Workers in Generation Z are increasingly considering gig work, but some are concerned about its stability.
A report by Kronos Incorporated, a workforce management and human capital management cloud provider, found that while 53% of Gen Z respondents expressed interest in working for themselves, 47% said they were unwilling to sacrifice the stability of a traditional “9 to 5 job” and 46% said they would rather have the stable income that comes with a salary job than flexible hours.
However, industry experts say that, despite these fears, more employees in this younger workforce are making the leap to gig work due to concerns about COVID-19. The risk of returning to an office setting amid the pandemic has made workers want to avoid traditional work environments, and high unemployment numbers have forced some to consider gig work instead, says Brian Pirri, partner at New England Investment and Retirement Group.
“We’ve definitely started and will continue to see that shift,” he explains. “Fewer people today want to go into a workplace in an office setting, and you see more people working remote or doing contract, gig work.”
As a result, these workers are leaving their traditional, employer-sponsored 401(k) plans and, instead, enrolling in accounts such as a SIMPLE [savings incentive match plan for employees] plans, simplified employee pensions (SEPs) or Roth individual retirement accounts (IRAs).
Some gig workers might eventually think about starting their own business. For these workers, Robert Conzo, Certified Financial Planner (CFP), CEO and managing director at The Wealth Alliance, recommends adding a traditional 401(k) profit sharing safe harbor for its flexibility. “You are not handcuffed to the 25 mutual funds that are offered in big corporations,” he adds. “You can have more flexibility, save more pre-tax, have more access, open architecture, etc. As an independent contractor, the same plans that I had access to in the big corporate world are available to me as an individual.”
Still, for workers who are just working for themselves and serving as freelancers, consultants or gig economy workers, contributing to an IRA is their only option. “It requires the ability, fortitude and discipline to save on your own,” says Pirri. “When the plan is there and it’s on you to make that contribution, it’s tougher to stick to that plan.”
Without a traditional 401(k) plan, these workers miss out on key features and benefits that could help them increase their retirement savings, including financial advice. While companies such as Vanguard are targeting their services at Millennial and Gen Z workers with the addition of Vanguard Digital Advisor, Pirri says New England Investment and Retirement Group is currently speaking with its clients’ children on financial and retirement planing, who are now adults as they enter the workforce.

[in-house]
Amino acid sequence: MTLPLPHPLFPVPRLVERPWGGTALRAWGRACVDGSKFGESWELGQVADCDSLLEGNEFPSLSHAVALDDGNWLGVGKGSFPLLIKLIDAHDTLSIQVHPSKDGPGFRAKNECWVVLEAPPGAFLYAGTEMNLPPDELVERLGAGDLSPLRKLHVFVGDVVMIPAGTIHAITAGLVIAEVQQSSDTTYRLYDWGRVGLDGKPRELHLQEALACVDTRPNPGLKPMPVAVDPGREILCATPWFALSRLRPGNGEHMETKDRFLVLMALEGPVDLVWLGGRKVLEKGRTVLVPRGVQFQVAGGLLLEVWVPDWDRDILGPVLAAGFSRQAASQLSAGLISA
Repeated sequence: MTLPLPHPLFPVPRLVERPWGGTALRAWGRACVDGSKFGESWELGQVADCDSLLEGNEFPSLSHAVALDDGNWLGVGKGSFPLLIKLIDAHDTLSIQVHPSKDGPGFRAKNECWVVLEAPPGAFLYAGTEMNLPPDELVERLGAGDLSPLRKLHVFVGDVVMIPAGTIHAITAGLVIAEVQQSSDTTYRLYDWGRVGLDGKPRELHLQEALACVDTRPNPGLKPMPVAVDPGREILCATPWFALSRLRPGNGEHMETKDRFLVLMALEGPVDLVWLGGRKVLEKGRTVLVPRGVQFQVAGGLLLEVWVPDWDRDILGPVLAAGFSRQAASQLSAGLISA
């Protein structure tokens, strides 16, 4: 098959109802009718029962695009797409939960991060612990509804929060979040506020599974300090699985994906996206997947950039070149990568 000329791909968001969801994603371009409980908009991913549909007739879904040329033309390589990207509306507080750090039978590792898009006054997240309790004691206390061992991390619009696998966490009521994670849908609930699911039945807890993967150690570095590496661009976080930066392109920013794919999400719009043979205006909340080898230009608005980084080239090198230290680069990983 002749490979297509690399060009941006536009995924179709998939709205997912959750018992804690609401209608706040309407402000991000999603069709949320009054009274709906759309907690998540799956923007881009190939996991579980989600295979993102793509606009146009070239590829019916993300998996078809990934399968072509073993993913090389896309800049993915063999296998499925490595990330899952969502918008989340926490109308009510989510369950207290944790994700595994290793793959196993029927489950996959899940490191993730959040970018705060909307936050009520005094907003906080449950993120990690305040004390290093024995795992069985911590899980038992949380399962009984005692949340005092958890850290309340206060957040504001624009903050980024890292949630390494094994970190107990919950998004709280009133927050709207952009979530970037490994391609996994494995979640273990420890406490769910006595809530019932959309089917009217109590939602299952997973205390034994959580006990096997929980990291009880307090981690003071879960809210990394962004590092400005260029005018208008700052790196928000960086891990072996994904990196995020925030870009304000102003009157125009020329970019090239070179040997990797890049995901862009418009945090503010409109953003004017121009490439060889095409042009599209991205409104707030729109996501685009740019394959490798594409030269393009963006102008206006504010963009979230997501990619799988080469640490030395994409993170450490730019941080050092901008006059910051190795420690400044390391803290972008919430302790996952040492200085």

Micah DiSalvo, chief revenue officer at American Trust, notes that more financial advisers are tailoring their advice to the Millennial and Gen Z workforces, especially when it comes to retirement savings. “If you get someone who is 25 years old, you can make a real impact on retirement,” he says. “We’re seeing advisers trying to connect on their terms, whether that’s through technology, social media, education, motivation, it’s all centered around how advisers can connect and transcend that message to Gen Z.”
Conzo advises gig workers to speak to advisers instead of determining their financial futures through an online or mobile assessment. Digital investment advice services such as robo-advisers are popular, but connecting with a financial expert with years of experience can save these workers money, he says. “The benefit of talking to a professional with many years of experience is that they’ve seen the pitfalls of making the wrong decision,” Conzo argues. “That type of experience blends itself into something that is very hard to acquire from a virtual medium.”
Instead, Conzo recommends using virtual assistance tools as resources and not guidance. It would be a mistake if workers only use digital tools to make their decisions, he adds.
“Advice is much broader and expanding, and it comes from a place where a CFP sees a lot of the problems in coupling the wrong plan with a person,” he concludes. “There’s no substitute for a person with many years of experience in a specialty area like financial planning.”
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